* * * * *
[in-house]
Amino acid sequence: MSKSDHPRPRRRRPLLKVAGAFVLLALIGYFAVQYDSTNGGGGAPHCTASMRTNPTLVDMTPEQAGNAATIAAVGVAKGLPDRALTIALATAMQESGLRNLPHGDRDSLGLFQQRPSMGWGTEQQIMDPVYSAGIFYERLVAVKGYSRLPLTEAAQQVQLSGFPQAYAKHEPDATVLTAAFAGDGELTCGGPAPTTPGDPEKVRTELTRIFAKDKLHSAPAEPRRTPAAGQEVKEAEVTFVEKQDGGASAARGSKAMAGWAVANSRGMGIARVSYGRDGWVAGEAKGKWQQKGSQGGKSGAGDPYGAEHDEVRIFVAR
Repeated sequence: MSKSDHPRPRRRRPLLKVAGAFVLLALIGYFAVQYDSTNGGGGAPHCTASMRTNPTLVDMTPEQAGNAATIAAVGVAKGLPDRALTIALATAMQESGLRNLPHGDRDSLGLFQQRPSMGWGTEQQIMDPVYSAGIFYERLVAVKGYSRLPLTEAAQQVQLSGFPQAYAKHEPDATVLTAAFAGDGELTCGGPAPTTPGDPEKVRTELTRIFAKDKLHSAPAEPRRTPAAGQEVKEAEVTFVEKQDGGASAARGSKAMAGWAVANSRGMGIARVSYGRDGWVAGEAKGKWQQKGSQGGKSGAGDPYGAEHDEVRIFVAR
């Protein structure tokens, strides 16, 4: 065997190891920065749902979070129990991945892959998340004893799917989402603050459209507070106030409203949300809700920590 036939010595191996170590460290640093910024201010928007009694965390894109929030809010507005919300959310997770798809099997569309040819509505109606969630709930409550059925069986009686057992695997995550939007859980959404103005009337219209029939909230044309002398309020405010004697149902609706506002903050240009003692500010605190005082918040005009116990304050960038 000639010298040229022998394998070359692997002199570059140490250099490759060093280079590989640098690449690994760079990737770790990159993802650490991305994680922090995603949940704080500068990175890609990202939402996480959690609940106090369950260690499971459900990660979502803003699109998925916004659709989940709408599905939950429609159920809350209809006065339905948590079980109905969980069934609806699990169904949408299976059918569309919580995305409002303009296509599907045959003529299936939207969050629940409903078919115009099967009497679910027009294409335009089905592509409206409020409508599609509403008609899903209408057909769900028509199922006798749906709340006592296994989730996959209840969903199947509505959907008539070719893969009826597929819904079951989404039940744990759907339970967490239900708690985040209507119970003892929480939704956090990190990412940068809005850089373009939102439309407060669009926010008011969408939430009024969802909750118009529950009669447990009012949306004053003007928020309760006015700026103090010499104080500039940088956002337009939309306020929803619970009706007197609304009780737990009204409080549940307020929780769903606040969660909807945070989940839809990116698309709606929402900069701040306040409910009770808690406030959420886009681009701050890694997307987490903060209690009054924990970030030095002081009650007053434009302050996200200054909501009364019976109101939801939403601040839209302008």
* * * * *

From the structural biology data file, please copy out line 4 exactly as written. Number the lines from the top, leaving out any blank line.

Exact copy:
């Protein structure tokens, strides 16, 4: 065997190891920065749902979070129990991945892959998340004893799917989402603050459209507070106030409203949300809700920590 036939010595191996170590460290640093910024201010928007009694965390894109929030809010507005919300959310997770798809099997569309040819509505109606969630709930409550059925069986009686057992695997995550939007859980959404103005009337219209029939909230044309002398309020405010004697149902609706506002903050240009003692500010605190005082918040005009116990304050960038 000639010298040229022998394998070359692997002199570059140490250099490759060093280079590989640098690449690994760079990737770790990159993802650490991305994680922090995603949940704080500068990175890609990202939402996480959690609940106090369950260690499971459900990660979502803003699109998925916004659709989940709408599905939950429609159920809350209809006065339905948590079980109905969980069934609806699990169904949408299976059918569309919580995305409002303009296509599907045959003529299936939207969050629940409903078919115009099967009497679910027009294409335009089905592509409206409020409508599609509403008609899903209408057909769900028509199922006798749906709340006592296994989730996959209840969903199947509505959907008539070719893969009826597929819904079951989404039940744990759907339970967490239900708690985040209507119970003892929480939704956090990190990412940068809005850089373009939102439309407060669009926010008011969408939430009024969802909750118009529950009669447990009012949306004053003007928020309760006015700026103090010499104080500039940088956002337009939309306020929803619970009706007197609304009780737990009204409080549940307020929780769903606040969660909807945070989940839809990116698309709606929402900069701040306040409910009770808690406030959420886009681009701050890694997307987490903060209690009054924990970030030095002081009650007053434009302050996200200054909501009364019976109101939801939403601040839209302008």